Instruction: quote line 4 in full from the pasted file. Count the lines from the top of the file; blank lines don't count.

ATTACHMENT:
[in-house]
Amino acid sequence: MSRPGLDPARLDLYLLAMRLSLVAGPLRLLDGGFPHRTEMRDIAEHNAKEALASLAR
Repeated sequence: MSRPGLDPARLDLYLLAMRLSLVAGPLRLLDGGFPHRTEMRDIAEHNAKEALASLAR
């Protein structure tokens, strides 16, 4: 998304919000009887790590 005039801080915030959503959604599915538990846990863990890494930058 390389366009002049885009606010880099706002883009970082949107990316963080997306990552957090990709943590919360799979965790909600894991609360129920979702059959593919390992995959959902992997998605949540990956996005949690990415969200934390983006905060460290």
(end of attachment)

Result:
């Protein structure tokens, strides 16, 4: 998304919000009887790590 005039801080915030959503959604599915538990846990863990890494930058 390389366009002049885009606010880099706002883009970082949107990316963080997306990552957090990709943590919360799979965790909600894991609360129920979702059959593919390992995959959902992997998605949540990956996005949690990415969200934390983006905060460290």